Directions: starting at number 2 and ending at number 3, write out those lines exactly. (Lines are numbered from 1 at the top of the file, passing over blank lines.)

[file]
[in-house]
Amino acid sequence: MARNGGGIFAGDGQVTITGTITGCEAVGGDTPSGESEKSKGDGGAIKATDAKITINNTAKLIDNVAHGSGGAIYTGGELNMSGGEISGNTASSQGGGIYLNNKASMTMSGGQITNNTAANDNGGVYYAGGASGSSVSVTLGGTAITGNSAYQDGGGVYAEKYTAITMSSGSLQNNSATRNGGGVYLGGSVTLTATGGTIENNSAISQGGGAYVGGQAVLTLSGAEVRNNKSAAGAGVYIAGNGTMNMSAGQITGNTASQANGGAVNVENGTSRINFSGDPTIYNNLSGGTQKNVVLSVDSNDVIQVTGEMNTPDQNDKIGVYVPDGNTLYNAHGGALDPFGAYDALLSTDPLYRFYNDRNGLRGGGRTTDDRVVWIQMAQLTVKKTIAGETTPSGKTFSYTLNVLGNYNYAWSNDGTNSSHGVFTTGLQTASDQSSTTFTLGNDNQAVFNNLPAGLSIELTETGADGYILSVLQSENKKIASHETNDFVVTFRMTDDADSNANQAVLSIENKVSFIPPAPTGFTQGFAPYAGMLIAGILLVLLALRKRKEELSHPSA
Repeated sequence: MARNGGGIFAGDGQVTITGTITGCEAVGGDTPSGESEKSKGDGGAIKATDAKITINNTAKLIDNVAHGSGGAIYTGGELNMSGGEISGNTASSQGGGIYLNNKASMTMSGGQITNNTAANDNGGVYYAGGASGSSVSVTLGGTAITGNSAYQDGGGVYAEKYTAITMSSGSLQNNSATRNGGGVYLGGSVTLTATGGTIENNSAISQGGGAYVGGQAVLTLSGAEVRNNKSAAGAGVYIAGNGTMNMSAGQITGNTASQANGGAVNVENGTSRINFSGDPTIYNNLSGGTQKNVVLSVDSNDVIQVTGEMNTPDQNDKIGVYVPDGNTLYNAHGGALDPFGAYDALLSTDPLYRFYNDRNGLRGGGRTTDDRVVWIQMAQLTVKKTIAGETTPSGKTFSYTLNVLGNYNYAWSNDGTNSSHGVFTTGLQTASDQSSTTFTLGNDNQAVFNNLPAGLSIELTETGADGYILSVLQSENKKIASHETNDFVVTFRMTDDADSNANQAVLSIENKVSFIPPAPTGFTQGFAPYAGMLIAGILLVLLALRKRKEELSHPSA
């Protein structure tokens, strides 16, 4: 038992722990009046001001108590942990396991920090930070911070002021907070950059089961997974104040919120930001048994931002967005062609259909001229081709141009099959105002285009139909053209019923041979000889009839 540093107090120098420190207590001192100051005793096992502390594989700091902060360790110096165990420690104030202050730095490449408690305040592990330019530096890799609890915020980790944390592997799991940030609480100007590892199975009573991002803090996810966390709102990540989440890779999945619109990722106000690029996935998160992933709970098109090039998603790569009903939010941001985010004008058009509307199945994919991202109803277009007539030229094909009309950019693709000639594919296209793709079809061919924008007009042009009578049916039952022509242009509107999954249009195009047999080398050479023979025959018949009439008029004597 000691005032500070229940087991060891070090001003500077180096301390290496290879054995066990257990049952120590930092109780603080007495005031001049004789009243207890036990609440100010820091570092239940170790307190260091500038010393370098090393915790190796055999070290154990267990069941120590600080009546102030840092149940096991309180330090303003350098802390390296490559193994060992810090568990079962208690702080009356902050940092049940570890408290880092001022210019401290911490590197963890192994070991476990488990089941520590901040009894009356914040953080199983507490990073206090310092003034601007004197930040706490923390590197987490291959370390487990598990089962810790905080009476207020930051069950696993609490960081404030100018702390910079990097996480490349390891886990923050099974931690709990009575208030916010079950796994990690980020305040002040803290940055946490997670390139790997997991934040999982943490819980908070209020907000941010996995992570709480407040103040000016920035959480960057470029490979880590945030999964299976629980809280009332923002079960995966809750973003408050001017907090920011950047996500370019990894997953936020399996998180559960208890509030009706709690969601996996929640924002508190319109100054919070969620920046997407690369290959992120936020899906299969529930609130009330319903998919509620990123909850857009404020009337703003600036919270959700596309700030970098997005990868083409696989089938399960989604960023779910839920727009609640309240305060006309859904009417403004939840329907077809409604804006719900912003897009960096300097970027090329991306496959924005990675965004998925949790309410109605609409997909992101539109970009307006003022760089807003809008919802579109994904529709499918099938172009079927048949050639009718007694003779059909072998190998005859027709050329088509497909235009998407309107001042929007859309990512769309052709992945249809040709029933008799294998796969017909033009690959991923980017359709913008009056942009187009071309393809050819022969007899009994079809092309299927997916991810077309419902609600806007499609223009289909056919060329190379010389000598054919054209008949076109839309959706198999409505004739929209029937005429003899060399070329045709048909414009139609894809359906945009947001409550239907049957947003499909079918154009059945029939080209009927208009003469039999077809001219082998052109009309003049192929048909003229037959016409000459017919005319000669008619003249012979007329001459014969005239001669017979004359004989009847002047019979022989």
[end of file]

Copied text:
Amino acid sequence: MARNGGGIFAGDGQVTITGTITGCEAVGGDTPSGESEKSKGDGGAIKATDAKITINNTAKLIDNVAHGSGGAIYTGGELNMSGGEISGNTASSQGGGIYLNNKASMTMSGGQITNNTAANDNGGVYYAGGASGSSVSVTLGGTAITGNSAYQDGGGVYAEKYTAITMSSGSLQNNSATRNGGGVYLGGSVTLTATGGTIENNSAISQGGGAYVGGQAVLTLSGAEVRNNKSAAGAGVYIAGNGTMNMSAGQITGNTASQANGGAVNVENGTSRINFSGDPTIYNNLSGGTQKNVVLSVDSNDVIQVTGEMNTPDQNDKIGVYVPDGNTLYNAHGGALDPFGAYDALLSTDPLYRFYNDRNGLRGGGRTTDDRVVWIQMAQLTVKKTIAGETTPSGKTFSYTLNVLGNYNYAWSNDGTNSSHGVFTTGLQTASDQSSTTFTLGNDNQAVFNNLPAGLSIELTETGADGYILSVLQSENKKIASHETNDFVVTFRMTDDADSNANQAVLSIENKVSFIPPAPTGFTQGFAPYAGMLIAGILLVLLALRKRKEELSHPSA
Repeated sequence: MARNGGGIFAGDGQVTITGTITGCEAVGGDTPSGESEKSKGDGGAIKATDAKITINNTAKLIDNVAHGSGGAIYTGGELNMSGGEISGNTASSQGGGIYLNNKASMTMSGGQITNNTAANDNGGVYYAGGASGSSVSVTLGGTAITGNSAYQDGGGVYAEKYTAITMSSGSLQNNSATRNGGGVYLGGSVTLTATGGTIENNSAISQGGGAYVGGQAVLTLSGAEVRNNKSAAGAGVYIAGNGTMNMSAGQITGNTASQANGGAVNVENGTSRINFSGDPTIYNNLSGGTQKNVVLSVDSNDVIQVTGEMNTPDQNDKIGVYVPDGNTLYNAHGGALDPFGAYDALLSTDPLYRFYNDRNGLRGGGRTTDDRVVWIQMAQLTVKKTIAGETTPSGKTFSYTLNVLGNYNYAWSNDGTNSSHGVFTTGLQTASDQSSTTFTLGNDNQAVFNNLPAGLSIELTETGADGYILSVLQSENKKIASHETNDFVVTFRMTDDADSNANQAVLSIENKVSFIPPAPTGFTQGFAPYAGMLIAGILLVLLALRKRKEELSHPSA